UK Legal professional privilege: disclosures to the MLRO and consultations
If you think you’ve identified signs of money laundering, you may need to report your suspicions to your practice's money laundering reporting officer (MLRO) to comply with anti-money laundering legislation.
Chapter 13 of the anti-money laundering guidance for the legal sector states that
- Section 330(9A) of the Proceeds of Crime Act 2002 - “protects the privilege attaching to any disclosure made to a nominated officer for the purposes of obtaining advice about whether or not a disclosure should be made”.
However, Section 330(9A) does not apply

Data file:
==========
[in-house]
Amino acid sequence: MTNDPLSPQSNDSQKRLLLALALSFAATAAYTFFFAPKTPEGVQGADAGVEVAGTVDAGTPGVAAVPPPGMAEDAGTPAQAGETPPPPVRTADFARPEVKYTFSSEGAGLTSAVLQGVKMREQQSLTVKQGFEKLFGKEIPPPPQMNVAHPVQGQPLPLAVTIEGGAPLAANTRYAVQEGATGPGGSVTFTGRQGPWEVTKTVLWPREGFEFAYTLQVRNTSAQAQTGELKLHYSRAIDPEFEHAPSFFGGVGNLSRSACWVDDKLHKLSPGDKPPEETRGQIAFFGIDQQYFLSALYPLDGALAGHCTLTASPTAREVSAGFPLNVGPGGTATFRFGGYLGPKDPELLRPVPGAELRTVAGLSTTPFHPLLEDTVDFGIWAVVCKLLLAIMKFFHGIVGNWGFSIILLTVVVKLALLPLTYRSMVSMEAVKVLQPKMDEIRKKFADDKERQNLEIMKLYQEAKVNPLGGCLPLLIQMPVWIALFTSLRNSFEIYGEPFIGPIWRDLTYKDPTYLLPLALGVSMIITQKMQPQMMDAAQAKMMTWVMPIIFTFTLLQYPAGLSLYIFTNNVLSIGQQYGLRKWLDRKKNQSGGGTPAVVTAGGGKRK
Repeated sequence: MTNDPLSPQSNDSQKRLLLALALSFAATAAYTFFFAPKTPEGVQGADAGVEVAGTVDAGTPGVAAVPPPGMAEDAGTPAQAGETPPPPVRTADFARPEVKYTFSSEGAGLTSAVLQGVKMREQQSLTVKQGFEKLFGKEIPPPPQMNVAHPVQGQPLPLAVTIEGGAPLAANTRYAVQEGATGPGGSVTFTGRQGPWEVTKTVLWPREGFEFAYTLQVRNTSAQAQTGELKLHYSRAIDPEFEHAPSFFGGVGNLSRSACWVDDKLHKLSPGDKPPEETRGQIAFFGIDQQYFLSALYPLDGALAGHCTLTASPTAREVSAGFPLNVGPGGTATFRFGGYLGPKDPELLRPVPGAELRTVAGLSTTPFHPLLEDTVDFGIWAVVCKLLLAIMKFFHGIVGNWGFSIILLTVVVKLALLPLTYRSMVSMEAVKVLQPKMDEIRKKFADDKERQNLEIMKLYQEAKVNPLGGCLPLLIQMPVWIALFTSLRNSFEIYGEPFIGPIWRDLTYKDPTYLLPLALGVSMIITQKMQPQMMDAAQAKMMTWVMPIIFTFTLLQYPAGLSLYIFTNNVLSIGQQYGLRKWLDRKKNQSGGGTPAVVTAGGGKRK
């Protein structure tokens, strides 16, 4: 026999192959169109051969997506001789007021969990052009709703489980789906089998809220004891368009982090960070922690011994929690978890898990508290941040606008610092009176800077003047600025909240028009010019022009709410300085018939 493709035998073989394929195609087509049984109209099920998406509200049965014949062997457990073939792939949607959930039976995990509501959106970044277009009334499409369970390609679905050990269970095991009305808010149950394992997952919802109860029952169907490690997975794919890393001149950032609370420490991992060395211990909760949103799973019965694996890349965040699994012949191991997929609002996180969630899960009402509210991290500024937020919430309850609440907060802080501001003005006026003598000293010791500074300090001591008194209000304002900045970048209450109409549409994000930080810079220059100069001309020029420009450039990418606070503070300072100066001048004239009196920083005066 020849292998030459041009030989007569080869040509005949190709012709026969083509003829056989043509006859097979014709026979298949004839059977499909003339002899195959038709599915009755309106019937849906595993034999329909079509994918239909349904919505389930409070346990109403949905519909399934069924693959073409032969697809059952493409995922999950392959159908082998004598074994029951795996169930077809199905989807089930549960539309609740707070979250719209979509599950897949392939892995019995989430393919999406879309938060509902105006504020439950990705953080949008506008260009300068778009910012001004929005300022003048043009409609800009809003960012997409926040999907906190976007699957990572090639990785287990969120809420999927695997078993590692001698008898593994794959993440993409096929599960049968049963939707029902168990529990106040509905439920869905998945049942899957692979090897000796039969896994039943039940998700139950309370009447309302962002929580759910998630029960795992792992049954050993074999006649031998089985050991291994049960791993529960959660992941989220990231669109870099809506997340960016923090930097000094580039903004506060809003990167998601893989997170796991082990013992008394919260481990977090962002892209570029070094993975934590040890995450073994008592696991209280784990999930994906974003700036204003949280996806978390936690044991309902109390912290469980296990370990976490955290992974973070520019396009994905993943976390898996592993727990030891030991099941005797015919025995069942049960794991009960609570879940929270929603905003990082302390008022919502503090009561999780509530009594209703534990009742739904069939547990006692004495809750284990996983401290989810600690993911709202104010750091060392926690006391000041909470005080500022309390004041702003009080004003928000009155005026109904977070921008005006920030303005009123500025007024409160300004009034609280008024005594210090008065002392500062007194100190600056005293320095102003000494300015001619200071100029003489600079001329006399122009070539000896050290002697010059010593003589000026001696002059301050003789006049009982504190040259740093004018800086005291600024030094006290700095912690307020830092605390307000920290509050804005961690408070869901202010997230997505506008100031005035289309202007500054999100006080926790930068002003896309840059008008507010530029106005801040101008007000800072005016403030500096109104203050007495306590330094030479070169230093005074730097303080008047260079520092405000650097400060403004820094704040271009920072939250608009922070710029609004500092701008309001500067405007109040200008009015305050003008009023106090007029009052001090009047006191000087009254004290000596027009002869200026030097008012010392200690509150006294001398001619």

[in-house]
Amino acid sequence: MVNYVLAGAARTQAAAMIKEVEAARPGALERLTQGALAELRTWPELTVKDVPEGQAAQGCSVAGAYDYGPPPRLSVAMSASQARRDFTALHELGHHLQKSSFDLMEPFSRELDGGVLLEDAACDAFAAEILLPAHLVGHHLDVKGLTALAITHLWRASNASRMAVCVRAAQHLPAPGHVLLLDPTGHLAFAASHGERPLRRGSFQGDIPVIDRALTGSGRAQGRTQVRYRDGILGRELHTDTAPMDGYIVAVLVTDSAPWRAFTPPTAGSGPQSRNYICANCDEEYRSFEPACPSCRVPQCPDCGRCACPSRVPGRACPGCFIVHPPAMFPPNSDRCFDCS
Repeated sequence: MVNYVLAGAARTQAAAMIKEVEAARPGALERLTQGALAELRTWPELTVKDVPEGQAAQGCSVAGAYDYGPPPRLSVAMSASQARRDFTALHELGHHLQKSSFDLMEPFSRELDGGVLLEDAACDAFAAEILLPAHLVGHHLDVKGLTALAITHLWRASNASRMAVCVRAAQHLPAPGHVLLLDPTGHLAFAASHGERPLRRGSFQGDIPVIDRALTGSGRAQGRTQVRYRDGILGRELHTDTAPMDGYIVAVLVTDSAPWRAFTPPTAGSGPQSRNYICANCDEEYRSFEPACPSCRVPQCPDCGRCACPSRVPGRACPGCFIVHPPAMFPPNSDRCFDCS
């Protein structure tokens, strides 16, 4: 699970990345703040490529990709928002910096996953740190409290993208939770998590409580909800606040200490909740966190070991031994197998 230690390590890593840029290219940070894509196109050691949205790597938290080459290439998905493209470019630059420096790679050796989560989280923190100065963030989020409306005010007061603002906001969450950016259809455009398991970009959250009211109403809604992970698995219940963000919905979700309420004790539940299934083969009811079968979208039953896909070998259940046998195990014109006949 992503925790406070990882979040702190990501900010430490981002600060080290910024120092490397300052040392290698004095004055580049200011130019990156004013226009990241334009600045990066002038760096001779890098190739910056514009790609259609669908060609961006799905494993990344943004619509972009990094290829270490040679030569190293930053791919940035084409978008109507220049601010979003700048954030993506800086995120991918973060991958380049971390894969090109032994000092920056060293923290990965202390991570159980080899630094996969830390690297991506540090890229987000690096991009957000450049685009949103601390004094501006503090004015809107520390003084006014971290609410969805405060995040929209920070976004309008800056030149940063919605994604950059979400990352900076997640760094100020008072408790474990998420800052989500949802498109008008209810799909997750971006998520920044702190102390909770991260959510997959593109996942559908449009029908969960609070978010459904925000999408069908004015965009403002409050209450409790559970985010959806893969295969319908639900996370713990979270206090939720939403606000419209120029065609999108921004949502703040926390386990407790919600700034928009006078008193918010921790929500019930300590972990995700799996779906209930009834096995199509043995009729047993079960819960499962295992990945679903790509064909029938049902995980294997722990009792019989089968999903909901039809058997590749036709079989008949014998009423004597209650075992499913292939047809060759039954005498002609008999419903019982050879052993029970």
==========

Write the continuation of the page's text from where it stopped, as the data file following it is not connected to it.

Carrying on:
- If the person making the disclosure to the nominated officer intends for it to be a disclosure and not a consultation for the purposes of obtaining advice from the nominated officer.
In the former case,
- The information is not protected by legal professional privilege, so the nominated officer’s own reporting duty may potentially be triggered.
Disclosures to the MLRO and consultations AND 'nominated officer reporting form'.
- To help make the distinction between disclosures to the MLRO and consultations for the purposes of obtaining advice from the MLRO on whether a disclosure should be made, firms may wish to implement a 'nominated officer reporting form'.
- This form could be used when a formal disclosure is intended.
- Any disclosures made to the MLRO before the form is used could therefore be treated as for the purposes of obtaining advice.
- This would clarify when the relevant information in the hands of the nominated officer remains privileged, removing the nominated officer's onward disclosure duty to the National Crime Agency.
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